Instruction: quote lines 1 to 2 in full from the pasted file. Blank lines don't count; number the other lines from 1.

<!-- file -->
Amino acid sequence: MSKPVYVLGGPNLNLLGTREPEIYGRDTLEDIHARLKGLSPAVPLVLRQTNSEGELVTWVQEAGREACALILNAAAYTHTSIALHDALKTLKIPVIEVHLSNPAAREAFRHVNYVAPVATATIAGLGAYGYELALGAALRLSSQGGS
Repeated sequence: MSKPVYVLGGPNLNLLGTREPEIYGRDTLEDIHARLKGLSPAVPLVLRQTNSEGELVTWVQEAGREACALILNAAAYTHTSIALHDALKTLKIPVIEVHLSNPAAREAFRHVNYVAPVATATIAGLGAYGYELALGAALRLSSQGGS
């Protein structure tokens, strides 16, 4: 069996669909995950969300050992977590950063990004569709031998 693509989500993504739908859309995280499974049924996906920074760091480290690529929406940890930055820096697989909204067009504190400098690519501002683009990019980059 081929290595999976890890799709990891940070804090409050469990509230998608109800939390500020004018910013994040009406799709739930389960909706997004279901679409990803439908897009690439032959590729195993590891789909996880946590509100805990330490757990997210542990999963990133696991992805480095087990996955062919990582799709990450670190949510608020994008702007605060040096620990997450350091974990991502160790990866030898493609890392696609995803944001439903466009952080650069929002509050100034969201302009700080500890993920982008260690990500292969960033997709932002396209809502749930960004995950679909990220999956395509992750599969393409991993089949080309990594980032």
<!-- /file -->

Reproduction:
Amino acid sequence: MSKPVYVLGGPNLNLLGTREPEIYGRDTLEDIHARLKGLSPAVPLVLRQTNSEGELVTWVQEAGREACALILNAAAYTHTSIALHDALKTLKIPVIEVHLSNPAAREAFRHVNYVAPVATATIAGLGAYGYELALGAALRLSSQGGS
Repeated sequence: MSKPVYVLGGPNLNLLGTREPEIYGRDTLEDIHARLKGLSPAVPLVLRQTNSEGELVTWVQEAGREACALILNAAAYTHTSIALHDALKTLKIPVIEVHLSNPAAREAFRHVNYVAPVATATIAGLGAYGYELALGAALRLSSQGGS